Elevated water temperatures are believed to be a widespread environmental problem and a major contributor to the decline of the aquatic ecosystems in Nova Scotia. Many of our rivers that formerly supported coldwater aquatic communities, including Atlantic salmon and Brook trout are warmer now than they were decades ago. Warm water temperatures could be an important factor limiting the abundance of these salmon and trout populations since it controls food production, which affects growth rates of juvenile salmonids and can be lethal to both juveniles and adults when the water temperature increases.
Rivers, even those which are geographically close together, may vary enormously in their water temperatures. This is due to various factors including but not limited to poor land use practices, (clear-cut forestry/agriculture/recreational users), dams and climate change.
Due to these concerns about the effect of temperatures on salmon and trout populations in Nova Scotia, the Nova Scotia Salmon Association initiated a "Thermal Monitoring Network" in conjunction with its affiliate organizations. Prior to this project, only sporadic, short-term or crude data on water temperature was available. The strength of this partnership provides good solid temperature data that enables NSSA to develop and update a Thermal Map of Nova Scotia and database for evaluating the effects of climate change on Nova Scotia rivers. This data is being shared with Government agencies and private/public organizations for use in developing "River Specific Management Strategies".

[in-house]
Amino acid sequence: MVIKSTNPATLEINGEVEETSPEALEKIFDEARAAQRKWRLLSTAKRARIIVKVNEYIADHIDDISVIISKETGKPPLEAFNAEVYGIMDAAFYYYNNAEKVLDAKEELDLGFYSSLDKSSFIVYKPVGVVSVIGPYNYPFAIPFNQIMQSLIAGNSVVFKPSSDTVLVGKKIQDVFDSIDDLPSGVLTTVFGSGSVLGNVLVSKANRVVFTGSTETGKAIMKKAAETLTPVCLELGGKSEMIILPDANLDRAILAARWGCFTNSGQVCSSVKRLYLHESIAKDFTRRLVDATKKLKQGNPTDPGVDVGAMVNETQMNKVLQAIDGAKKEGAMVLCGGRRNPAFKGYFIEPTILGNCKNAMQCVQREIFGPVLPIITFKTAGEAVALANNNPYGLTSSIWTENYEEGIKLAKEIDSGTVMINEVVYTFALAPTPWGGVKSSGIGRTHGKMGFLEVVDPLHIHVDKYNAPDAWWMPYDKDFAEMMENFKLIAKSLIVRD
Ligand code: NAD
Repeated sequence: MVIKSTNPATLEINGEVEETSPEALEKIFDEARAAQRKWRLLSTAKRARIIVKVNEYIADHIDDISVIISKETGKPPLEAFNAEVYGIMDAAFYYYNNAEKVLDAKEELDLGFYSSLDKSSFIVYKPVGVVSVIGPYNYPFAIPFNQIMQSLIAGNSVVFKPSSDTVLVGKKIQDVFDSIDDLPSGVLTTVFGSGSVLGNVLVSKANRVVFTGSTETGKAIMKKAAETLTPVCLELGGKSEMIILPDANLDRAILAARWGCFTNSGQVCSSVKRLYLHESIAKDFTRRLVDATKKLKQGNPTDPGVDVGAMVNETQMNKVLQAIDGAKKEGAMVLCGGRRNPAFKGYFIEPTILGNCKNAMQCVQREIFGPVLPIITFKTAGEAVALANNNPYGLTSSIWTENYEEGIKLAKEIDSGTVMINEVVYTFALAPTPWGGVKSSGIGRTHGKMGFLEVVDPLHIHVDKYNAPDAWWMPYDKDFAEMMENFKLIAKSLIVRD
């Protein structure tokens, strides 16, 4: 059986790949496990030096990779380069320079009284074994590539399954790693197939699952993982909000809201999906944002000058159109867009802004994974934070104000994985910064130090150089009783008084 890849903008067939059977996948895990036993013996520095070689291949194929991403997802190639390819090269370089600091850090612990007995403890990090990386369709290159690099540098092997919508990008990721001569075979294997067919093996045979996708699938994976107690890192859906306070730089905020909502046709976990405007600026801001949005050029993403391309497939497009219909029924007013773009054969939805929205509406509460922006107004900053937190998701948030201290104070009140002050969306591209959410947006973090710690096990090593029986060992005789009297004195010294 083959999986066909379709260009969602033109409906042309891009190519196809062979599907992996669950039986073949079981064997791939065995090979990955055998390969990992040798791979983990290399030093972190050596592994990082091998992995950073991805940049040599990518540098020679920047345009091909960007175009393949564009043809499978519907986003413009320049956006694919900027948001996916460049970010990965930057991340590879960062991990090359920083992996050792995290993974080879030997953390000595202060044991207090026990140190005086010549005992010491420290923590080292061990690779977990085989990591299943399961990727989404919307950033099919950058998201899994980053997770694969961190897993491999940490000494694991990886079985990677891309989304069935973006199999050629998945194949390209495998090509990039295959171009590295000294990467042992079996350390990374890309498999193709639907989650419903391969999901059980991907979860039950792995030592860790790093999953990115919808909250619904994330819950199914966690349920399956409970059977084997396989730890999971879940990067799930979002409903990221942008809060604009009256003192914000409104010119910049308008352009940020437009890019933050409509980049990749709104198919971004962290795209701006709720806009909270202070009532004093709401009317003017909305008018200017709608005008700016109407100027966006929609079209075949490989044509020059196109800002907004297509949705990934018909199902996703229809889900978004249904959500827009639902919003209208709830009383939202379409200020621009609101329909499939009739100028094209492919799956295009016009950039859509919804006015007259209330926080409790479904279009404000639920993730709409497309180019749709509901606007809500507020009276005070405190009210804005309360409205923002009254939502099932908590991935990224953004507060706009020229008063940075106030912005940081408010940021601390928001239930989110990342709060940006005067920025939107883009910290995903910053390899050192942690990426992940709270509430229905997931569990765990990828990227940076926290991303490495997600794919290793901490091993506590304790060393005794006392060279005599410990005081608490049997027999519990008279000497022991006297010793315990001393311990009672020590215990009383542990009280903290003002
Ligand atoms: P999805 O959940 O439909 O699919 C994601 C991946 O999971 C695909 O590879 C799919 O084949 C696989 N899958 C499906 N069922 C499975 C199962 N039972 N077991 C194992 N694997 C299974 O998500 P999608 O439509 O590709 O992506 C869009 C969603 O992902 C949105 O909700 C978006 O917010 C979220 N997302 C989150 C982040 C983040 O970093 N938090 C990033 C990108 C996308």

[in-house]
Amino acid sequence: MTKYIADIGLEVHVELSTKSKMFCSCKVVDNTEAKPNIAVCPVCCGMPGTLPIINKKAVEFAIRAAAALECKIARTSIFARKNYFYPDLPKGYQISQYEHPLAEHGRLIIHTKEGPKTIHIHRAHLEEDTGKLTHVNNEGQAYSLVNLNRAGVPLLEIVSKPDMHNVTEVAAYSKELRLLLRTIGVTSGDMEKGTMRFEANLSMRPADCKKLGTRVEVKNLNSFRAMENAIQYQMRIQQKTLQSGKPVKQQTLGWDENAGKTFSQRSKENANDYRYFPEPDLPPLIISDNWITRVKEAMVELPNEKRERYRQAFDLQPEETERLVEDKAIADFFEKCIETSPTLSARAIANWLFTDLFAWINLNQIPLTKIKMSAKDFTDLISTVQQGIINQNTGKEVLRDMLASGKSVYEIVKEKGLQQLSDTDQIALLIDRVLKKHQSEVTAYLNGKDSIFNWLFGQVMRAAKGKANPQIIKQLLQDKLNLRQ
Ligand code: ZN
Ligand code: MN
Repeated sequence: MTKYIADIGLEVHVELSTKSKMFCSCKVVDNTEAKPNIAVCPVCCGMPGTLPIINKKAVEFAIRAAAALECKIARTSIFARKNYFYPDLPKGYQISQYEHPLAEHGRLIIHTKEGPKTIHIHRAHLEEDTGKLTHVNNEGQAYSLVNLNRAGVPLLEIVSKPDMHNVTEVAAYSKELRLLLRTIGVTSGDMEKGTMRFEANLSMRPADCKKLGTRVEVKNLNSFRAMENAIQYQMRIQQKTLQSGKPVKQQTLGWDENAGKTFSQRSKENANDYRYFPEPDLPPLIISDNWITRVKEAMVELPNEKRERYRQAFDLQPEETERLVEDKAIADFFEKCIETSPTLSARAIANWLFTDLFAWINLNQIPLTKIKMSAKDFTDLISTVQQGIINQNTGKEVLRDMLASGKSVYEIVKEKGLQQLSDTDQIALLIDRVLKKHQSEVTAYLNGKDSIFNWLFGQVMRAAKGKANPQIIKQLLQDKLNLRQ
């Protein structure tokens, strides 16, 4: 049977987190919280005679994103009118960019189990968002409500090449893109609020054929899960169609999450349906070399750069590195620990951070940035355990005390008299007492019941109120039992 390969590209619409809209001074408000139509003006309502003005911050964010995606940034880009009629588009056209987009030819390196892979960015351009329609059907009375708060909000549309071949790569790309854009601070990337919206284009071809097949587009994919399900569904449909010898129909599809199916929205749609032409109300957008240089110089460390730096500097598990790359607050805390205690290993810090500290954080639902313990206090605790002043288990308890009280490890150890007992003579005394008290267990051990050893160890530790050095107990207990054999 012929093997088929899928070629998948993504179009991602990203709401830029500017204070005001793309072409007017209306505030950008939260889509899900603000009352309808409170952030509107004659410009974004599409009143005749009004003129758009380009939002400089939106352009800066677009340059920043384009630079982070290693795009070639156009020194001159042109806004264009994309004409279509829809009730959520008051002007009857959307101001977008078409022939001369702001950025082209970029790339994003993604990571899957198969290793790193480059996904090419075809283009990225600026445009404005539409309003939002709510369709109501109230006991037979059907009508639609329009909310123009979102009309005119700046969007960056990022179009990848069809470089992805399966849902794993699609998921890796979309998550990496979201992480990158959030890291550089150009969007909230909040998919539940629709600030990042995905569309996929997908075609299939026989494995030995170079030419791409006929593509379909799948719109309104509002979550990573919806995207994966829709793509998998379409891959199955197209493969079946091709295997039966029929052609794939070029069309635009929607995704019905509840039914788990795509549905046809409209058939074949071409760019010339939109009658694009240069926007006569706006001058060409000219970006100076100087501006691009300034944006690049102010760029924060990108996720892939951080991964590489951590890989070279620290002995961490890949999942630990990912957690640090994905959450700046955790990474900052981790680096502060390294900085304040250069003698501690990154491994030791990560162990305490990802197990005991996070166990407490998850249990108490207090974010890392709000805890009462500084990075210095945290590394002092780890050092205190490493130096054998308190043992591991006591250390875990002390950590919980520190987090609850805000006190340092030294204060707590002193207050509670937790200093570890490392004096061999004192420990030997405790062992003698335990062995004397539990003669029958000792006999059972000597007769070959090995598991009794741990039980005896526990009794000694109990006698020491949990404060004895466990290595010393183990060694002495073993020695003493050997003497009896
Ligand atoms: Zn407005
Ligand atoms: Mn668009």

Monitoring The Nova Scotia Salmon Association purchased temperature data loggers with financial assistance from a private donor. These units were purchased from VEMCO Inc, a Nova Scotia instrumentation company specializing in this equipment. The loggers are small accurate units about 4 inches in length and 1 inch in diameter, which when anchored to the streambed are easily concealed. Each of the data loggers have an identification number that has been recorded and assigned to each of the participating affiliate groups in order to keep track of each unit.
The units are pre-programmed by Lewis Hinks of the Atlantic Salmon Federation to record the water temperature at 30 minute intervals and then distributed to each of the participating groups in the spring of each year. The Atlantic Salmon Federation has a computer interface and a laptop computer for the downloading of the data from the units. The information will he downloaded in the fall and the participants then decide if they wish to leave the units in to collect winter data.
As the public becomes more sensitive to climate change issue and problems resulting from this change the data from this temperature monitoring program will become more useful in both advocacy and mitigation plans for watersheds. It is hoped that partnerships will be developed that will allow this program to expand throughout a greater area of Nova Scotia.
"David Melanson and Roland Leblanc look on as Lewis Hinks downloads data from a
temperature recorder that was in the Meteghan River. Data from this recorder and
others throughout Nova Scotia are used to assist in developing enhancement plans
for rivers and identify problem areas."